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Functional Dependency Injection (DI) for JavaScript
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Functional Dependency Injection (DI) for JavaScript

Reduct is a simple (<100 lines) caching, functional dependency injector. It lets you eliminate a lot of boilerplate from your code, simplifies mocking (without ugly require hacks) and allows you to run multiple instances of your app in the same process.

Trivia: Reduct was inspired by Redux' simplistic, functional approach.

What is Functional Dependency Injection?

Functional Dependency Injection is when a constructor (or factory) accepts an injector function as its only argument. It's easiest to explain by example:

const Log = require('./log')
const DB = require('./db')

class Router {
  constructor (deps) {
    this.log = deps(Log)
    this.db = deps(DB)

Basic injector

To instantiate a class like that, we need an injector. The simplest injector is:

const injector = Constructor => new Constructor(injector)

You can already use it to instantiate entire trees of classes:

const router = new Router(injector)

But as-is, it won't cache any instances. So let's memoize it:

import memoize from 'lodash/memoize'

// Use ES6 Map to ensure keys meet strict equality (rather than string coercion)
memoize.Cache = Map
const injector = memoize(Constructor => new Constructor(injector))

That's it. reduct has a few more features than this minimalist injector which are described below.


Creating an injector

If you call reduct() without arguments, reduct will return a new injector with an empty cache.

import reduct from 'reduct'

const injector = reduct()

Constructing objects

If you call reduct()(A), reduct will create a new injector and construct an instance of A. Whenever an injector constructs an object, it passes itself as the first and only parameter. In this case, there is no constructor, so the object is simply instantiated and returned.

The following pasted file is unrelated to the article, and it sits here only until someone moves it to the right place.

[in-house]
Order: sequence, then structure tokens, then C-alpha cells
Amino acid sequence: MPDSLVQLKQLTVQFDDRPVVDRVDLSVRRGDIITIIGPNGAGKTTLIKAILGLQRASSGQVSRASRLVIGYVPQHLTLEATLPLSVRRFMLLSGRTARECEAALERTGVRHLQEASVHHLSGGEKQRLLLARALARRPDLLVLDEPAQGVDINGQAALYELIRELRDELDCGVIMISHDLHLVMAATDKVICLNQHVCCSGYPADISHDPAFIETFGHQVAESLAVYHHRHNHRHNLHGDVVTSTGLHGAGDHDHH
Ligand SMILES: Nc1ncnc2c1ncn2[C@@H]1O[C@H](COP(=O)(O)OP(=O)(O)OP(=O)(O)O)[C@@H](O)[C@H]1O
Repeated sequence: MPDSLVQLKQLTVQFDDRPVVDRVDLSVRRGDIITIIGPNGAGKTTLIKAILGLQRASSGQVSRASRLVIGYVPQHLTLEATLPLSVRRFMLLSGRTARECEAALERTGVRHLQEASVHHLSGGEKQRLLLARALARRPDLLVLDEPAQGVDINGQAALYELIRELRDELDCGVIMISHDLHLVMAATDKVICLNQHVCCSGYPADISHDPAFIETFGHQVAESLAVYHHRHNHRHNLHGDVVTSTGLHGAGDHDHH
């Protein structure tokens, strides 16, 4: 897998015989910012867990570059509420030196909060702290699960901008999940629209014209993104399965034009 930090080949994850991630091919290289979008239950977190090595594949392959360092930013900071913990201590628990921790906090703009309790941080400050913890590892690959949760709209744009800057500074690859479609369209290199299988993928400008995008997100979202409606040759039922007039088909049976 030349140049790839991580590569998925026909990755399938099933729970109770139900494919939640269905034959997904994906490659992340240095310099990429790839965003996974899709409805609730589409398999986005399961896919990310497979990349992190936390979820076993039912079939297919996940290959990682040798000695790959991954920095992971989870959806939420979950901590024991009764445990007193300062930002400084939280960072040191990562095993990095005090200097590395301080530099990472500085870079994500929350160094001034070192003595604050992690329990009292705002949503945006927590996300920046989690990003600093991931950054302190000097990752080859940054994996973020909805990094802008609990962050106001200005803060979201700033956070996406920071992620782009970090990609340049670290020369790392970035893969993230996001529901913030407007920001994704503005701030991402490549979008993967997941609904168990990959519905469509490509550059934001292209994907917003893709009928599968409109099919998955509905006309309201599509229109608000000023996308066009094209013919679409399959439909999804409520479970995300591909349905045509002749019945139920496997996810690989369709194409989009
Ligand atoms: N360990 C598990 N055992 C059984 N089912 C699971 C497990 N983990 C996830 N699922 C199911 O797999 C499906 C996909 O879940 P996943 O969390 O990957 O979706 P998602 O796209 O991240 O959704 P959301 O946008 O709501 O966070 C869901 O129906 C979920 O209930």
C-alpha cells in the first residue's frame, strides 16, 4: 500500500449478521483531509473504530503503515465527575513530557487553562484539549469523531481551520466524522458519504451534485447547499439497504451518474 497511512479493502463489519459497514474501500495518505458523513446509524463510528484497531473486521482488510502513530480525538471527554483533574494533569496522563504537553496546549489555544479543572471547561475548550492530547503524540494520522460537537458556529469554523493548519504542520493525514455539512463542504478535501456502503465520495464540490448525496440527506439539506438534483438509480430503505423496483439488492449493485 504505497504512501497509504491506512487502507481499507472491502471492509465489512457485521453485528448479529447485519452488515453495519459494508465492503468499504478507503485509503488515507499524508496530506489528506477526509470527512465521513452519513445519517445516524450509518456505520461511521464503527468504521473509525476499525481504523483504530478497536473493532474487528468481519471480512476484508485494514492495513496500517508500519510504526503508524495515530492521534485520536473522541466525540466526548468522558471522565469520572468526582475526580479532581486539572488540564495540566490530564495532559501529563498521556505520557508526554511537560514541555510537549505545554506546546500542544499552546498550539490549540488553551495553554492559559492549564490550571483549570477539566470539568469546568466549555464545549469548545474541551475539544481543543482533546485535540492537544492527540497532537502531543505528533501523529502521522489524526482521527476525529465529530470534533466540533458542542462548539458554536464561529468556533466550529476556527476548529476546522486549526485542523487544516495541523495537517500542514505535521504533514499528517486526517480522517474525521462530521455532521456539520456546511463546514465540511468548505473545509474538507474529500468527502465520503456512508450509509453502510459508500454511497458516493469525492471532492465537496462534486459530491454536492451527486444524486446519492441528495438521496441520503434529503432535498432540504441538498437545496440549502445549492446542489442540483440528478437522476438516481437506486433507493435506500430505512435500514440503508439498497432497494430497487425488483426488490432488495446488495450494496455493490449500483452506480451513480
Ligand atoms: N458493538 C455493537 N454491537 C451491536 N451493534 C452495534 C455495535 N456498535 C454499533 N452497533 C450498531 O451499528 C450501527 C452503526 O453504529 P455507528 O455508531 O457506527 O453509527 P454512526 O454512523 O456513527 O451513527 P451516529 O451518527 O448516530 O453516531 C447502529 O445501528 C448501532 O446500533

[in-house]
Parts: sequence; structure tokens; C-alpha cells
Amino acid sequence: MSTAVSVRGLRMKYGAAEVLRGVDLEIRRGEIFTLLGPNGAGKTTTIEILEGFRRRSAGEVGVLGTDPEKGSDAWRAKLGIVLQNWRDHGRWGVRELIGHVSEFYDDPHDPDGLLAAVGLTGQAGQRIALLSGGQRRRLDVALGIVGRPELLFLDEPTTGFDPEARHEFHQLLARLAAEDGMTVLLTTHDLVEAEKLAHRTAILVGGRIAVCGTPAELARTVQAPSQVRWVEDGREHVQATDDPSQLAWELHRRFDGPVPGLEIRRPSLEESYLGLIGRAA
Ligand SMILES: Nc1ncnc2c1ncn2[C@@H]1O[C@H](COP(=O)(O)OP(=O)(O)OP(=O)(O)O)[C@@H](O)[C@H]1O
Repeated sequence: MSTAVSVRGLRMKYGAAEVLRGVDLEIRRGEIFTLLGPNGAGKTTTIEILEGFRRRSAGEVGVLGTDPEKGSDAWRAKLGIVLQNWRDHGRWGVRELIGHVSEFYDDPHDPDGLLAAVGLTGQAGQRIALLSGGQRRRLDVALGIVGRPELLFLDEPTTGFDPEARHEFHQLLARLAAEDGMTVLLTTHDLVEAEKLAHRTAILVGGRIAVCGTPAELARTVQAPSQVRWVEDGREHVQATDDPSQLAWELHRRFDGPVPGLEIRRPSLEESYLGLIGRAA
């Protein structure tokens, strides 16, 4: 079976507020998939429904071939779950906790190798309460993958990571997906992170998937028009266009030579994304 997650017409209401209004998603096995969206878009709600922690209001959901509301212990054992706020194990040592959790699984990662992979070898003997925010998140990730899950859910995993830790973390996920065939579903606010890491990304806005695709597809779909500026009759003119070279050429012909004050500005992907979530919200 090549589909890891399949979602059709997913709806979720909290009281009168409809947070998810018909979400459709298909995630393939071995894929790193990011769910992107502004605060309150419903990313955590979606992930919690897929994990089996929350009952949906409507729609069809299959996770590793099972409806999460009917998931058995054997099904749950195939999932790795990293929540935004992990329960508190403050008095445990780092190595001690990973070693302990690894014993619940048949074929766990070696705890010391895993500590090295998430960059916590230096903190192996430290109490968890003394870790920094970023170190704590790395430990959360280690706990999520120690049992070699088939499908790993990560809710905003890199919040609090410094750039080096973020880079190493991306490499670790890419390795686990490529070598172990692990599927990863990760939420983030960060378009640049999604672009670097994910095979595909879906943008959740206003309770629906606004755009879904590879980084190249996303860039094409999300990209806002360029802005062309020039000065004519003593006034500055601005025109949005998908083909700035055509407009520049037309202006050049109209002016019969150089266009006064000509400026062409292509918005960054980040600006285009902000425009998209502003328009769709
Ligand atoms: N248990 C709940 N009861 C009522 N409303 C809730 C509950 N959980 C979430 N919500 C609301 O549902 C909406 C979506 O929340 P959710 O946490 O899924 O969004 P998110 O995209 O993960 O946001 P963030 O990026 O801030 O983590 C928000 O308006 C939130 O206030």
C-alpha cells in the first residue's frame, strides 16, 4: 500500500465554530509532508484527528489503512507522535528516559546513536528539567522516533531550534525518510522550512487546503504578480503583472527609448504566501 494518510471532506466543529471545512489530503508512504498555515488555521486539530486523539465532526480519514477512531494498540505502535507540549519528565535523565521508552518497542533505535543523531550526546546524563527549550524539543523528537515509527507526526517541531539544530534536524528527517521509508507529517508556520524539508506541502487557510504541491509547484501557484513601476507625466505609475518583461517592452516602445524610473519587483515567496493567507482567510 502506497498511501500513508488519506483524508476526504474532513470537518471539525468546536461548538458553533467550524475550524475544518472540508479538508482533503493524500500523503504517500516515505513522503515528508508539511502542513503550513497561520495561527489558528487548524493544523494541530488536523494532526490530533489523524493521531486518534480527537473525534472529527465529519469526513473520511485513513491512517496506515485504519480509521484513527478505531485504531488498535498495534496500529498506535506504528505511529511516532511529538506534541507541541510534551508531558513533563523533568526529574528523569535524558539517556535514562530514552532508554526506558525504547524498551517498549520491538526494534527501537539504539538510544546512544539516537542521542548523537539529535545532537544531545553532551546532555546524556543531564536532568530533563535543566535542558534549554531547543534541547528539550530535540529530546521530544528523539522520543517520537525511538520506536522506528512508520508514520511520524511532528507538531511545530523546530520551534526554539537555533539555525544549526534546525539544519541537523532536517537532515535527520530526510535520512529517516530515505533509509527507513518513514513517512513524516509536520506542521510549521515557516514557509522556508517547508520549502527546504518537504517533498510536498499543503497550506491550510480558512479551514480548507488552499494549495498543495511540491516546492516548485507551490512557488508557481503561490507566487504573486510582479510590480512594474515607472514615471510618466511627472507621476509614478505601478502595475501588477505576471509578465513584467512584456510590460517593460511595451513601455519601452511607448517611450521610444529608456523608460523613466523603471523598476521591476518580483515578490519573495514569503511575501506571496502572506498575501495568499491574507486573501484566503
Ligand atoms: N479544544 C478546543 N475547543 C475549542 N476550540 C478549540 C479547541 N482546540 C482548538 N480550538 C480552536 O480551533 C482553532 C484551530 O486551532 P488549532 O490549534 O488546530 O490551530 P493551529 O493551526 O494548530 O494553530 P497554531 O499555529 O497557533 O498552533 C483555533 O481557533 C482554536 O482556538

import reduct from 'reduct'

class A {}

const a = reduct()(A)
console.log(a instanceof A) // => true

When an class does have dependencies, it's easy to retrieve them by calling the injector (usually called deps). The injector will automatically create instances of any classes that it hasn't instantiated before.

import reduct from 'reduct'

class A {}
class B {
  constructor (deps) {
    const a = deps(A)

    console.log(a instanceof A) // => true

const b = reduct()(B)
console.log(b instance of B) // => true

Override classes

For testing it's often useful to override a specific class with another (mock) class. This can be achieved by calling the setOverride method on the injector.

For example:

import reduct from 'reduct'

// Your app code
class Database {}

class App {
  constructor (deps) {
    this.database = deps(Database)

// Your test code
class MockDatabase {}

const deps = reduct()
deps.setOverride(Database, MockDatabase)
const app = deps(App)

console.log( // => 'MockDatabase'

Note that override classes can have dependencies like any other class.

Parent injectors